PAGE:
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Orange Farm’s IDP Feedback Session demands answers Print E-mail
13 November 2017

Concerns about housing, roads and storm-water drainage once again dominated the Orange Farm’s Integrated Development Planning Feedback session; which was organised by the City of Johannesburg over the weekend.

The meeting came in the wake of the recent illegal land grabs in Region G, which comprises of Orange Farm, Fine-town, Ennerdale, Lenasia and Eldorado Park. The illegal land occupations are often characterised by violent clashes between residents, Red Ants and the Johannesburg Metropolitan Police Department officers.

An overwhelming 99% of the people in Region G had sharply raised the issue of housing during the 2017/2018 IDP sessions early this year.

Residents of Orange Farm, Drieziek, Stretford and Lakeside, who attended the emotionally charged IDP meeting, at the Chris Hani Stadium on Saturday, 10 November 2017, demanded answers from politicians and officials concerning their issues. Thabile Buthelezi appealed to the MMC for Housing, Councillor Mzobanzi Ntuli, to fast-track the issue of housing.

“I came to Orange Farm when I was 12 years-old from KwaZulu-Natal to live with my parents. I’m now a grown-up woman with children of my own. I appeal to you MMC to provide housing in my community. It’s clear that we need housing, that’s why out of desperation we illegally take the land,” said Buthelezi.

Buthelezi and others said they were not in favour of the illegal occupation of land, as other people from outside the area were taking advantage of the situation. They appealed for the City to enforce by-laws.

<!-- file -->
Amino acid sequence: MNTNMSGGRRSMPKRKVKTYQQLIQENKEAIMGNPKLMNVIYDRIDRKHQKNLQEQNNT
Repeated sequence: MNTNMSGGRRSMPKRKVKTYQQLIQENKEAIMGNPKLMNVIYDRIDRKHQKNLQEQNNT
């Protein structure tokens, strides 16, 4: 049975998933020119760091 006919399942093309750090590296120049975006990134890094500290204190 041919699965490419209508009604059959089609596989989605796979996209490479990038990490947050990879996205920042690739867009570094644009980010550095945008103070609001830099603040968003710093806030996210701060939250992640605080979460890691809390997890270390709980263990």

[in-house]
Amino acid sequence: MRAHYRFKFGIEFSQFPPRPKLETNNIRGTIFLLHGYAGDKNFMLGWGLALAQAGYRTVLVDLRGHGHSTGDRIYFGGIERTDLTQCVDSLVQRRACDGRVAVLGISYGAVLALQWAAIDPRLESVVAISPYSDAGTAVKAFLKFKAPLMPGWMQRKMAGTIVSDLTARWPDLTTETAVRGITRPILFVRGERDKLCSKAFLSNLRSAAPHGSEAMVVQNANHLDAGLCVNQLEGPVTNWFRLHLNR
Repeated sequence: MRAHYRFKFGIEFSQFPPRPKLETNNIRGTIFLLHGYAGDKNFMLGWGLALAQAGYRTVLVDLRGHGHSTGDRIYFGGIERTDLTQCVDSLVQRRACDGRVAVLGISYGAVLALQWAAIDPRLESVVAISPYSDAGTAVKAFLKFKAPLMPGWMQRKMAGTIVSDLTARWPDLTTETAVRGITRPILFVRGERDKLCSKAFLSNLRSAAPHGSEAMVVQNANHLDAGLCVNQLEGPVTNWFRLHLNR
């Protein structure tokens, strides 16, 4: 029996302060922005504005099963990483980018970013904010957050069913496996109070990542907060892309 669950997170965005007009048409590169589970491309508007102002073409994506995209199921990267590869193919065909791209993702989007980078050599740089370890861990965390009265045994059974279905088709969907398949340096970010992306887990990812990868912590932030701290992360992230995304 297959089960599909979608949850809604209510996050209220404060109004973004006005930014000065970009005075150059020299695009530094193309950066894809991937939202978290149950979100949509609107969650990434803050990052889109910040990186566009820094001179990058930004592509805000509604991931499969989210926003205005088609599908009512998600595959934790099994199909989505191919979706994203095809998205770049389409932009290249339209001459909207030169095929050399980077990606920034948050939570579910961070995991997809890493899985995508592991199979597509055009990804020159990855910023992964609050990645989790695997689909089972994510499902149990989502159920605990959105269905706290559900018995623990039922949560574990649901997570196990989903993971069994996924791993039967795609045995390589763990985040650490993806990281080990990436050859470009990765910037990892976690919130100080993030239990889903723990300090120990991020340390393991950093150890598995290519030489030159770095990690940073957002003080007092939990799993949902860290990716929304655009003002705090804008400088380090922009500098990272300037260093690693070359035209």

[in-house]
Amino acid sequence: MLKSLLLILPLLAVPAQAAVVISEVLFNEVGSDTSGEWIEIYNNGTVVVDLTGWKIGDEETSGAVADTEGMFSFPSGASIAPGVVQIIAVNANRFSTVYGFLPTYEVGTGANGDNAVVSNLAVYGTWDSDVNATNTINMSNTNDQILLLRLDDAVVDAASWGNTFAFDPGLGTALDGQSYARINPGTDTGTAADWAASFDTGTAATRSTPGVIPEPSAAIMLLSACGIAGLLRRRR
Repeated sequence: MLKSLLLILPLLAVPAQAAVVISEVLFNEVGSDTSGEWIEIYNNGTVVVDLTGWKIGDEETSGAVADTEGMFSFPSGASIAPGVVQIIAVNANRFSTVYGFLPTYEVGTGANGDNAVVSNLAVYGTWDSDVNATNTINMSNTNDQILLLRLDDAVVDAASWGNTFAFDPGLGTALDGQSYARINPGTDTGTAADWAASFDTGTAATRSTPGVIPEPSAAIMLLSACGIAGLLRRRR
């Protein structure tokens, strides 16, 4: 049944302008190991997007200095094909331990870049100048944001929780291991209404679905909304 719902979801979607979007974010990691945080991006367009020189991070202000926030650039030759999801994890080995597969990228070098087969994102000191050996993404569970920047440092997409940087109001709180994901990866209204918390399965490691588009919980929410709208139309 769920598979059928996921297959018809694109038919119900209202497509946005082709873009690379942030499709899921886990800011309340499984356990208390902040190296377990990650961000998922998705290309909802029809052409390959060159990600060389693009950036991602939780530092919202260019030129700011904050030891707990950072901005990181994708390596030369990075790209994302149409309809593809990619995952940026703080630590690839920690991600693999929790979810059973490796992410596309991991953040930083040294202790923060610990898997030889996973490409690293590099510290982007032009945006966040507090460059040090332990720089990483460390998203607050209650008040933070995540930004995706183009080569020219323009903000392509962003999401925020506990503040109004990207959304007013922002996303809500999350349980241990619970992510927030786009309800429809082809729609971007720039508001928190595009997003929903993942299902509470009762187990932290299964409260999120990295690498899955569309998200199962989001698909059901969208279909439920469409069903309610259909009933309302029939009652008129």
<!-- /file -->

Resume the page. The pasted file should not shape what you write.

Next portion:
Mandla Hlophe, a resident of Stretford, one of the oldest townships in Orange Farm, pressed for answers from officials regarding the developments in his area.

“People in Stretford area have been waiting for visible development for more than 20 years. The newer townships that came later have overtaken us in terms of developments. I want to find out when development is coming?” asked Hlophe.

Another resident from Stretford Extension 3 said residents had since 2007 handed-over a petition signed by residents to the City, asking for housing, roads and community halls. The Regional Director, Mickey Padiachee, assured residents that the City had put aside a significant budget to address the challenge of lack of housing, roads and storm-water.

Outlining the City’s plans and projects in Region G, Padiachee said the City was deliberately spending about 60% of its Capital Projects in poor areas.

“If you look closely at the presentation, you will realise that the City will be investing a lot in building new bulk infrastructure in the area,” said Padiachee.

The Department of Housing has budgeted about R30 million for the new bulk infrastructure that includes roads and storm-water system. The department will further spend about R20 million for the new housing bulk infrastructure in Drieziek extension 3; and another R20 million for the bulk infrastructure in Drieziek extension 5.

Vlakfontein extension 3 will receive its own share of bulk infrastructure totalling R20 million, both Kanana Park extension 1and Fine-town will each receive R15 million. The Johannesburg Roads Agency is spending about R24 million for the conversion of the open drains to underground water management system in Orange Farm phase 1. The project is 40% complete.

Stretford is receiving a brand new park that is currently being developed for R4 million.

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Last Updated on 13 November 2017